All That Jazz is a Palme D'Or winning 1979 American musical film directed by Bob Fosse. The screenplay by Robert Alan Aurthur and Fosse is a semi-autobiographical fantasy based on aspects of the dancer, choreographer, and director's life and career. The film was inspired by Fosse's manic effort to edit his film Lenny while simultaneously staging his 1975 Broadway musical Chicago. It borrows its title from a Kander and Ebb tune in that production.
Gideon's condition gets worse, as after a particularly stressful script rehearsal with the penny-pinching backers, he is taken to a hospital with chest pains and admitted with severe attacks of angina. Joe tries to take it in his stride and walk straight back to the rehearsal, but is ordered to stay for three to four weeks to rest his heart and recover from his exhaustion. The show is postponed, but Gideon continues his antics from the hospital bed. Champagne flows, endless string of women frolic around and the cigarettes are always lit. Cardiogram readings don't show any improvement - Gideon is playing with death. As the paltry reviews for his feature film (which has been released without him) come in, Gideon has a massive coronary and is taken straight to coronary artery bypass surgery.
The backers for the Broadway show must decide now whether it's time to pack up or replace Gideon as the director. Their matter-of-fact money-oriented negotiations with the insurers are juxtaposed with graphic scenes of open heart surgery. They realize the best way to recoup their money, even make a profit, is to bet on Gideon dying — which would bring in a profit of over USD$500,000 — not bad in the crazy unpredictable world of showbiz. Meanwhile, elements from Gideon's past life are staged into a dazzling sequence of set-ups — himself directing from the hospital bed, while on life support. Realizing his death is imminent, his mortality unconquerable, Gideon has another heart attack. In glittery musical numbers, he goes through the five phases of grief — denial, anger, bargaining, depression and acceptance. As death closes in on Gideon, the fantasy episodes become more hallucinatory and extravagant and in a final epilogue that is set up as a truly monumental live variety show featuring everyone from his past, Gideon himself takes center stage.
Gideon's rough handling of chorus girl Victoria Porter closely resembles Fosse's own treatment of Jennifer Nairn-Smith during rehearsals for Pippin . Nairn-Smith herself appears in the film as Jennifer, one of the NY/LA dancers.
The film is available on a "Special Music Edition" DVD released by Fox in 2007. Its Oscar-winning editor, Alan Heim, does the commentary. The previous DVD from 2003 features a scene-specific commentary by Roy Scheider, and interviews with Scheider and Fosse.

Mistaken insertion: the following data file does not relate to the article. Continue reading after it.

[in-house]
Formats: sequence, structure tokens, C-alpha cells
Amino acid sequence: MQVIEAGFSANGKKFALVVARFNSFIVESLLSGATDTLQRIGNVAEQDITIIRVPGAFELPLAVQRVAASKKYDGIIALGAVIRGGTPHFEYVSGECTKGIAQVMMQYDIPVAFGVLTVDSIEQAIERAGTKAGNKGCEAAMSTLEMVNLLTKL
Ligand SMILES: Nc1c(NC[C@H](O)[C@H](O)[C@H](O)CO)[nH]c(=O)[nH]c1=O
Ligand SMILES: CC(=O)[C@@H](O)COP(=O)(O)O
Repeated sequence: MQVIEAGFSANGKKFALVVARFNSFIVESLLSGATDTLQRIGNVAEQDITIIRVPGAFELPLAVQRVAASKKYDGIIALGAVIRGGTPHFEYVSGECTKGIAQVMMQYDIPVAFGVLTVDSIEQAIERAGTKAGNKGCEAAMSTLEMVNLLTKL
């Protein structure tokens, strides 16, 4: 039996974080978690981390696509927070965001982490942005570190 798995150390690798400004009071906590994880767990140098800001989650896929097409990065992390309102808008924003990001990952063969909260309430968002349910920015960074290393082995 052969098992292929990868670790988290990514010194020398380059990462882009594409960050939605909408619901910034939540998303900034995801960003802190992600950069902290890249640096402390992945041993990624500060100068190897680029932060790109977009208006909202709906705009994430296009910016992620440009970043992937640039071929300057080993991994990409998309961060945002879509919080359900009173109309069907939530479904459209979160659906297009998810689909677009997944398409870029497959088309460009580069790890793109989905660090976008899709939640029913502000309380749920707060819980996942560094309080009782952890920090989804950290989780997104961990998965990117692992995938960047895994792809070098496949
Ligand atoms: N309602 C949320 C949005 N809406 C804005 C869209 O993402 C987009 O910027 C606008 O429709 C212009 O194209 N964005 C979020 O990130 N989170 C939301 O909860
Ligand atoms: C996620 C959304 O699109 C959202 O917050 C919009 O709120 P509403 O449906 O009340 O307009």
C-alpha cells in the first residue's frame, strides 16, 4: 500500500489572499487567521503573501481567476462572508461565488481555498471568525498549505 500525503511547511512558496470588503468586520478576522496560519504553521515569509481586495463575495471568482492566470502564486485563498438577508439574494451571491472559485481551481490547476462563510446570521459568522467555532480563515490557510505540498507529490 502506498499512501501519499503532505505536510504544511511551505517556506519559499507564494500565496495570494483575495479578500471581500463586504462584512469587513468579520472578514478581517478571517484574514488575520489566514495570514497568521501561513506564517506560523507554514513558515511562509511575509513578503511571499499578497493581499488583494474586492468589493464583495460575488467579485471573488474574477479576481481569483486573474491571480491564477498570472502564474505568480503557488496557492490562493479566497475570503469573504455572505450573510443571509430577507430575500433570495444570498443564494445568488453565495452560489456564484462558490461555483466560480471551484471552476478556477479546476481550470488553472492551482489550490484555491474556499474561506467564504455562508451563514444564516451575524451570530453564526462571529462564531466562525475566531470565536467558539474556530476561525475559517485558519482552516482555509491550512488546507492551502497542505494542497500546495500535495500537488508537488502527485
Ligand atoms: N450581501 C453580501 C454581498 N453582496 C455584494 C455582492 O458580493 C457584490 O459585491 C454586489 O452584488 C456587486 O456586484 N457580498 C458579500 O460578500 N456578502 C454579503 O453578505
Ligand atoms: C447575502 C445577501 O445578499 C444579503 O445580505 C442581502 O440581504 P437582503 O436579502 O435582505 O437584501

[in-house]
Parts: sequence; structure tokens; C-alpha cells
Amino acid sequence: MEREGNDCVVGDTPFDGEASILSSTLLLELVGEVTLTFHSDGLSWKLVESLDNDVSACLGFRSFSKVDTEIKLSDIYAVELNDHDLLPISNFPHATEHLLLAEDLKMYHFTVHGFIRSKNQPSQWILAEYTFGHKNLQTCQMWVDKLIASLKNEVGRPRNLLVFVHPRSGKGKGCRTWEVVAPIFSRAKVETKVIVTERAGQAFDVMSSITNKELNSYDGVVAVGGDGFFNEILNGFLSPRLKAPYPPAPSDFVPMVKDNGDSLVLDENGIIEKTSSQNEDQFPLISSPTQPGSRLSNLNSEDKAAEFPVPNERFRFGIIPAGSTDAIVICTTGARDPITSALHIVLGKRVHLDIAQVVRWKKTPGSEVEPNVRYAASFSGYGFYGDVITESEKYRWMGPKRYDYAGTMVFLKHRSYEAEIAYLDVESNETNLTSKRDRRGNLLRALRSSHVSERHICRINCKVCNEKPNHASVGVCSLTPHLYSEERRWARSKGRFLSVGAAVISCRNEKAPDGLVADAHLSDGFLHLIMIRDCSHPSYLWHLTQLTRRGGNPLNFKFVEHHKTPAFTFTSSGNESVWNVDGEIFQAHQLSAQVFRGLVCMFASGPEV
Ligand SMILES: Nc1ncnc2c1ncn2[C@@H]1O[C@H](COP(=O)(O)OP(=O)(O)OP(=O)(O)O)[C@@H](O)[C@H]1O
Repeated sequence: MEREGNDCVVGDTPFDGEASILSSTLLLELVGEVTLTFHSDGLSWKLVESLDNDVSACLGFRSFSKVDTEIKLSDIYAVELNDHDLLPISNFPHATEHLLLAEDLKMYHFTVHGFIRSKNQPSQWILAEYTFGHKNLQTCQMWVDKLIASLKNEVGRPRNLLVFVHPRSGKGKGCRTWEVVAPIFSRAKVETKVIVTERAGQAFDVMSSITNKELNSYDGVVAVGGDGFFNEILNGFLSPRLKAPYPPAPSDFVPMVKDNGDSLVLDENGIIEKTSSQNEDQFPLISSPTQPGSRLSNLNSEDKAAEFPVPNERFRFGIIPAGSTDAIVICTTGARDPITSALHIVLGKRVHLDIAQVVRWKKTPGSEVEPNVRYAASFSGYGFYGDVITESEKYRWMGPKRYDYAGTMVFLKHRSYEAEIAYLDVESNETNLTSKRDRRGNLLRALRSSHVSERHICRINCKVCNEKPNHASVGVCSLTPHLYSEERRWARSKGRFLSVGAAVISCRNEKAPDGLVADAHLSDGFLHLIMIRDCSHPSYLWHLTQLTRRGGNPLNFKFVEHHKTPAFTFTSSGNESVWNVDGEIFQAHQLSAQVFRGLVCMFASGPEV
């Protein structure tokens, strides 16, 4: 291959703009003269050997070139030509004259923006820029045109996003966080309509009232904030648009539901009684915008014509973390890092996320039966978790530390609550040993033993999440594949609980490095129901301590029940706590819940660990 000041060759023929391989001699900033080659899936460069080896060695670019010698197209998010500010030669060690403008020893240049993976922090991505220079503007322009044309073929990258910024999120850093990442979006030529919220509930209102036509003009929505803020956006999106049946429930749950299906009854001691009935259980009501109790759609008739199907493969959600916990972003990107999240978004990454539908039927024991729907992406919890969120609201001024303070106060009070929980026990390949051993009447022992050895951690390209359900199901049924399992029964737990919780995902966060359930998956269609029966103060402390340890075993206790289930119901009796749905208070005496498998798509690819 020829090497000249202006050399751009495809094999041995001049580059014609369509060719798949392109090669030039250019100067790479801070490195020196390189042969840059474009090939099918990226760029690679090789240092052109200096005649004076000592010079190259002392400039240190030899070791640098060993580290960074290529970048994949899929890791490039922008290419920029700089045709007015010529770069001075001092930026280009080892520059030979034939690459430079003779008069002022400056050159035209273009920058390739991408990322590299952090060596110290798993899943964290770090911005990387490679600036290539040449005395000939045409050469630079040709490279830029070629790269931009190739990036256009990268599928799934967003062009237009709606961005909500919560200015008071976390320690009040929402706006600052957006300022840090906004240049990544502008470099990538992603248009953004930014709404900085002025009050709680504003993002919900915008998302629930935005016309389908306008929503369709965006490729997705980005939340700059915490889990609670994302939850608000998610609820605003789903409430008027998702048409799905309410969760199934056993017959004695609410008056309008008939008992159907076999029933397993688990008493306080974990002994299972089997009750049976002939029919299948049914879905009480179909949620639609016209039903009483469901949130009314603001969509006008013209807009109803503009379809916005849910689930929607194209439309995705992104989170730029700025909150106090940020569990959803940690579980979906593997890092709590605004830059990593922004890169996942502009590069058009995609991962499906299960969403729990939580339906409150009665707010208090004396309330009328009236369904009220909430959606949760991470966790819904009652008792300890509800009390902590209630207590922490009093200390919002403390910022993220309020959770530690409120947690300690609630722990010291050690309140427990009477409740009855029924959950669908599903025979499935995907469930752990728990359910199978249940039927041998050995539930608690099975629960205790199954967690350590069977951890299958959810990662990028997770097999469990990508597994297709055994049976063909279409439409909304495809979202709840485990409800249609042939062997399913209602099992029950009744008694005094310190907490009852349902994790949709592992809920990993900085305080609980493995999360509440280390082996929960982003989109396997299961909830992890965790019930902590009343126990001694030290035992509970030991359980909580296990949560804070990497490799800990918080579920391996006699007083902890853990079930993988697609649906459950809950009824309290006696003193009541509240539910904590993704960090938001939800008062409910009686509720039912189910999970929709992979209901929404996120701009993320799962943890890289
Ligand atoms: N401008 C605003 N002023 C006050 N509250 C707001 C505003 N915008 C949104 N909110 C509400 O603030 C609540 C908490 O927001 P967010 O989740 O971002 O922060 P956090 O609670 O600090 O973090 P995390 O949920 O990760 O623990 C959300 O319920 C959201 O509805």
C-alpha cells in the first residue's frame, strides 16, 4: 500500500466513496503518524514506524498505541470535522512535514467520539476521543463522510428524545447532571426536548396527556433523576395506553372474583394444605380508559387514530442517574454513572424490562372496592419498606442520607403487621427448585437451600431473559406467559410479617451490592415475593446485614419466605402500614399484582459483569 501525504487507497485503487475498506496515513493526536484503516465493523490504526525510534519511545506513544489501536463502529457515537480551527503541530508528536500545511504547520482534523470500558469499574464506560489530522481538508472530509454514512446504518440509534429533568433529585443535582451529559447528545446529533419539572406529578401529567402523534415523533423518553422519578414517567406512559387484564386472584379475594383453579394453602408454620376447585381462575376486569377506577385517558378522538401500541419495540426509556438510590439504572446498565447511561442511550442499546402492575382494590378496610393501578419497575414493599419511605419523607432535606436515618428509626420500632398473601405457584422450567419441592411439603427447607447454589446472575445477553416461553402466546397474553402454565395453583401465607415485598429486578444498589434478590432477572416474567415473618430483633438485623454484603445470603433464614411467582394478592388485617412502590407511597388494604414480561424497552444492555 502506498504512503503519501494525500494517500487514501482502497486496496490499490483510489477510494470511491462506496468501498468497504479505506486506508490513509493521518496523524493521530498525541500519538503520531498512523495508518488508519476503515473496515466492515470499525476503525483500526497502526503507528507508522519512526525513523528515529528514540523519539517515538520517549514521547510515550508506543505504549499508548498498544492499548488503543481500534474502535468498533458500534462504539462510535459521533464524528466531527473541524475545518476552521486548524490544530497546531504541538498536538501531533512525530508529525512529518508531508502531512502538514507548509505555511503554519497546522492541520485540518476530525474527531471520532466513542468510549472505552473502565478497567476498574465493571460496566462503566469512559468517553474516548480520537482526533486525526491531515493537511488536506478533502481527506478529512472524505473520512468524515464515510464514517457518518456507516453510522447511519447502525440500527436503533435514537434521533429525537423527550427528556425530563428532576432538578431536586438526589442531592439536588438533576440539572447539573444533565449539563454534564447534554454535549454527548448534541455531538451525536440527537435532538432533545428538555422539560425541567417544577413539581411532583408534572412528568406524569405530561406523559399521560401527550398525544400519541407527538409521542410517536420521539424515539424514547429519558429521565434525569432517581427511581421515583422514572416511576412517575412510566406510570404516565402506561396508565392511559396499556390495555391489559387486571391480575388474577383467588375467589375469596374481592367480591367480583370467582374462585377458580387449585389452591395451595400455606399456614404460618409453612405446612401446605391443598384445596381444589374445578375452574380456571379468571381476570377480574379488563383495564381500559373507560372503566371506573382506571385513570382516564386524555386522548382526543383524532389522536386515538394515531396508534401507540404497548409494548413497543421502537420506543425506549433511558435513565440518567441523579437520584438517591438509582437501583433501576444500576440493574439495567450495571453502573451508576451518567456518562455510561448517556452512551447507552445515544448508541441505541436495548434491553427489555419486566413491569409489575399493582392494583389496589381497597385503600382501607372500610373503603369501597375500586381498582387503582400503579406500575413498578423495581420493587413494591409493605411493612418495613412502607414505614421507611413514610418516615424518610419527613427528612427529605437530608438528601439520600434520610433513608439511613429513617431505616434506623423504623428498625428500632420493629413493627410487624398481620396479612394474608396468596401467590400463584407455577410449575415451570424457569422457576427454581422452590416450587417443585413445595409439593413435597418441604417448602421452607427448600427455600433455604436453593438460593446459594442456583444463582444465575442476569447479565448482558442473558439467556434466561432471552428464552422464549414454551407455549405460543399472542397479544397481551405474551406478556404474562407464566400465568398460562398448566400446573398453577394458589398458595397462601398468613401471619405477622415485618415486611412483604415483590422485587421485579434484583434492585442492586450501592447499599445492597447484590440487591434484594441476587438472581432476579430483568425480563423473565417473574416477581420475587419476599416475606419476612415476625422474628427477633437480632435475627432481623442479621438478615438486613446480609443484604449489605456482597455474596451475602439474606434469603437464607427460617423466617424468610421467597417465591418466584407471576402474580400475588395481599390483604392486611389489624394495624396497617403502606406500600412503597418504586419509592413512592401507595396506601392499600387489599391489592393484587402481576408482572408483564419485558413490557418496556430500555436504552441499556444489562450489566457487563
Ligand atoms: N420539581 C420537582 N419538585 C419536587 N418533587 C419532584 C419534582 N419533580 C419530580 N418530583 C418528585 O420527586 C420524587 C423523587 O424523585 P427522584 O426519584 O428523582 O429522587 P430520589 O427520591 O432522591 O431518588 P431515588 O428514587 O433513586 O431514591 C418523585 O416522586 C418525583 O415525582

|Roy Scheider||Joe Gideon|
|Leland Palmer||Audrey Paris|
|Ann Reinking||Kate Jagger|
|Cliff Gorman||Davis Newman|
|Ben Vereen||O'Connor Flood|
|Erzsebet Foldi||Michelle Gideon|
|Michael Tolan||Dr. Ballinger|
|Max Wright||Joshua Penn|
|William LeMassena||Jonesy Hecht|
|Deborah Geffner||Victoria Porter|
|John Lithgow||Lucas Sergeant|
In his review in the New York Times, Vincent Canby called the film "an uproarious display of brilliance, nerve, dance, maudlin confessions, inside jokes and, especially, ego" and "an essentially funny movie that seeks to operate on too many levels at the same time... some of it makes you wince, but a lot of it is great fun... A key to the success of the production is the performance of Roy Scheider as Joe Gideon... With an actor of less weight and intensity, All That Jazz might have evaporated as we watched it. Mr. Scheider's is a presence to reckon with."
Variety described it as "a self-important, egomaniacal, wonderfully choreographed, often compelling film" and added, "Roy Scheider gives a superb performance as Gideon, creating a character filled with nervous energy... The film's major flaw lies in its lack of real explanation of what, beyond ego, really motivates [him]."
TV Guide says, "The dancing is frenzied, the dialogue piercing, the photography superb, and the acting first-rate, with non-showman Scheider an illustrious example of casting against type . . . All That Jazz is great-looking but not easy to watch. Fosse's indulgent vision at times approaches sour self-loathing."
Time Out London states, "As translated onto screen, [Fosse's] story is wretched: the jokes are relentlessly crass and objectionable; the song 'n' dance routines have been created in the cutting-room and have lost any sense of fun; Fellini-esque moments add little but pretension; and scenes of a real open-heart operation, alternating with footage of a symbolic Angel of Death in veil and white gloves, fail even in terms of the surreal."